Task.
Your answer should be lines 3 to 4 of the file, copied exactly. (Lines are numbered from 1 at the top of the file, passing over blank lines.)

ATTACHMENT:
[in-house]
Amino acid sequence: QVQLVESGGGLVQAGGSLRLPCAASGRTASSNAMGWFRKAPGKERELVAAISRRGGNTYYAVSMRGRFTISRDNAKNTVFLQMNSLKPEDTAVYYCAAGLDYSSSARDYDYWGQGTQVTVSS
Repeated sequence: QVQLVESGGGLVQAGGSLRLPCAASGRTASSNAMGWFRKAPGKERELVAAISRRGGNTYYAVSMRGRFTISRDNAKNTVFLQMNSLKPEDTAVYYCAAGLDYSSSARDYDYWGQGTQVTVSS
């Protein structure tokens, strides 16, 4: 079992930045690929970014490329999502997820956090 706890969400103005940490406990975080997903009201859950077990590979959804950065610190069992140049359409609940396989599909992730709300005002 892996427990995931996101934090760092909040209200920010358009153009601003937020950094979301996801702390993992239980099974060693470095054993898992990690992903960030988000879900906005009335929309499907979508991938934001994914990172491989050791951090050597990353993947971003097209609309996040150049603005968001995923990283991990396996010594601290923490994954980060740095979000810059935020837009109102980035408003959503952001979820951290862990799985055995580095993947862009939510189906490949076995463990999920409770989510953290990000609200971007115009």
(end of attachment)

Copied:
Repeated sequence: QVQLVESGGGLVQAGGSLRLPCAASGRTASSNAMGWFRKAPGKERELVAAISRRGGNTYYAVSMRGRFTISRDNAKNTVFLQMNSLKPEDTAVYYCAAGLDYSSSARDYDYWGQGTQVTVSS
């Protein structure tokens, strides 16, 4: 079992930045690929970014490329999502997820956090 706890969400103005940490406990975080997903009201859950077990590979959804950065610190069992140049359409609940396989599909992730709300005002 892996427990995931996101934090760092909040209200920010358009153009601003937020950094979301996801702390993992239980099974060693470095054993898992990690992903960030988000879900906005009335929309499907979508991938934001994914990172491989050791951090050597990353993947971003097209609309996040150049603005968001995923990283991990396996010594601290923490994954980060740095979000810059935020837009109102980035408003959503952001979820951290862990799985055995580095993947862009939510189906490949076995463990999920409770989510953290990000609200971007115009």